Four Whistleblowers Who Sounded the Alarm on Banks’ Mortgage Shenanigans
Whistleblower suits settled as part of the government’s $25 billion settlement offer a glimpse at the kinds of behavior that ran rampant in big banks’ mortgage operations.
According to one suit, Bank of America allegedly passed bad loans on to the Federal Housing Administration. According to another, the bank allegedly denied qualified homeowners access to HAMP, the government's loan modification program.
The suits were all settled as part of the overall $25 billion mortgage deal. They were filed under the False Claims Act, which provides incentives for whistleblowers to come forward in cases in which someone has defrauded the government. Whistleblowers can net up to 25 percent of the total settlement from False Claims suits, and in some of these cases, the reward is in the millions.
Details are available for four of the cases; documents in a fifth, against JPMorgan Chase, have not yet been filed in Massachusetts. While the cases were settled as part of the overarching agreement, they still have to be accepted by the courts in which they were originally filed. In reaching the settlements, none of the banks admits or denies the lawsuits' allegations.
We've laid out the details of each case.
Countrywide Defrauded the FHA
Kyle Lagow worked at LandSafe, a contractor of Countrywide, which Bank of America bought in 2008. He brought a suit in 2009 alleging that the company systematically undermined the appraisal process for home loans in order to approve as many as possible:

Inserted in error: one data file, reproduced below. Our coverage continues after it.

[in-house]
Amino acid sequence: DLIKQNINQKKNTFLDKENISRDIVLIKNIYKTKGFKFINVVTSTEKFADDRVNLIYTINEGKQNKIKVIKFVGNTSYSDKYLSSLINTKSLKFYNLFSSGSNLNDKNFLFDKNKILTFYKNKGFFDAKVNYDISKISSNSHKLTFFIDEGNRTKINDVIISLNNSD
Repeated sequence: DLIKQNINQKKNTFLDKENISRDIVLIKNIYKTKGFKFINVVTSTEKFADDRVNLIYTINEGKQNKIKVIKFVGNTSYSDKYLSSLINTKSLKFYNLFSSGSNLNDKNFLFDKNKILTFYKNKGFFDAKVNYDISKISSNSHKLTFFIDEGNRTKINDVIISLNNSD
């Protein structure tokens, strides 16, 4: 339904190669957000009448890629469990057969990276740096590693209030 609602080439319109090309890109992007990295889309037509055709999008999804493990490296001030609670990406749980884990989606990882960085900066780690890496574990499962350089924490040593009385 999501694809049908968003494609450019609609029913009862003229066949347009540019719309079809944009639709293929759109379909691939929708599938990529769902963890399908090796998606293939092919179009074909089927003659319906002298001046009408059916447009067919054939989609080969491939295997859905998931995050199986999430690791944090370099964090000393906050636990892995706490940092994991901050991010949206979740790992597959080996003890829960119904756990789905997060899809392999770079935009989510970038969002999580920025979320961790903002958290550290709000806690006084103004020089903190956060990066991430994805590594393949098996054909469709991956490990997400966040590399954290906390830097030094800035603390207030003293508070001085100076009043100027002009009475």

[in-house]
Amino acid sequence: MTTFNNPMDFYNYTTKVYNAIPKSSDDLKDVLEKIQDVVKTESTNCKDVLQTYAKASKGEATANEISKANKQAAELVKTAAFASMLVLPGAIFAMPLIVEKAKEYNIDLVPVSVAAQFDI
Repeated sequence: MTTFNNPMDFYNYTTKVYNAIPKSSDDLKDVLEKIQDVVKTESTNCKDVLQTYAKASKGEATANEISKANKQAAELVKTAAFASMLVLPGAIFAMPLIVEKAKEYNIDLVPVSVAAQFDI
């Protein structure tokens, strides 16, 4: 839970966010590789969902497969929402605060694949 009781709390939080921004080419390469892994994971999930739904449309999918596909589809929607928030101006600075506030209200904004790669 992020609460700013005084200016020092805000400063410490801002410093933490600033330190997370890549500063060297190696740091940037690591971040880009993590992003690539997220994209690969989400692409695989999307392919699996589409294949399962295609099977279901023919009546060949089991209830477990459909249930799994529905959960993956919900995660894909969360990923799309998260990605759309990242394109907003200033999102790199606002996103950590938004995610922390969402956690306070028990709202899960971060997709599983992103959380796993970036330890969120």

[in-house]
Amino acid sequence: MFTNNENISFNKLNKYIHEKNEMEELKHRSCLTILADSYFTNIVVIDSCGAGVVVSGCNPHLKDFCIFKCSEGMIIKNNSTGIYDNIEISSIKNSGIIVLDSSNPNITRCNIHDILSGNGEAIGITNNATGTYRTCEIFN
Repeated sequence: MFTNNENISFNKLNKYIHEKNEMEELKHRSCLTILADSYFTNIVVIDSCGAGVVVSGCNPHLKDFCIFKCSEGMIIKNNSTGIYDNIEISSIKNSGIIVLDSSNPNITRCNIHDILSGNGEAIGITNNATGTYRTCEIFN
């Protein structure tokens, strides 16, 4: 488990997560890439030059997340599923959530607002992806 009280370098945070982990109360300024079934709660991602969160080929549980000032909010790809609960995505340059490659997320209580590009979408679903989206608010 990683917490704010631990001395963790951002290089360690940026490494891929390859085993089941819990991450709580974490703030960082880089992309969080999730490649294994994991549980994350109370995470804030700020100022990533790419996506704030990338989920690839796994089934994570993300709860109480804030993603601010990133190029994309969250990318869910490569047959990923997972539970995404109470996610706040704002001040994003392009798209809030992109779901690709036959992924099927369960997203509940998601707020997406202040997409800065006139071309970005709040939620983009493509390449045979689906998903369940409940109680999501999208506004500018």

The result was bad loans passed on to the FHA for insurance, while Countrywide was later able to file millions in claims from the FHA. (Read the complaint, which has plenty of juicy details.)
Lagow alleged that much of the appraisal staff was not properly trained, and that many of the appraisals were done by a developer, KB Home, which had a stake in making sure the loans closed:
Countrywide pressured LandSafe to blacklist appraisers with whom KB Home "had too many issues." (KB Home did not respond to requests for comment.):
Lagow's complaints were ignored or challenged:
He also said he was fired for bringing the issue to Countrywide executives. Lagow's suit was settled for $75 million, and was a component of the FHA's $1 billion settlement with Bank of America over FHA insurance. Documents detailing his cut of the $75 million haven't yet been filed. Bank of America did not respond to requests for comment.
Rampant Robosigning at Bank of America, Wells Fargo, JPMorgan and Citi
Lynn Szymoniak, a lawyer, was facing foreclosure in 2008 when she received what she believed were fake documents from her bank. She began an investigation and eventually filed a false claim suit against the country's four largest mortgage servicers.
Szymoniak's suit is still sealed, but she told CBS' "60 Minutes" last year about a mystery woman, "Linda Green," who appeared to be the vice president of 20 different banks and whose signature varied on the thousands of mortgage documents she had supposedly signed. Szymoniak also discovered what she called a "sweatshop" company, Docx, which had forged signatures on thousands of mortgage documents. (The banks that Szymoniak named told "60 Minutes" that Docx was hired by subcontractors. The company has since been shut down.)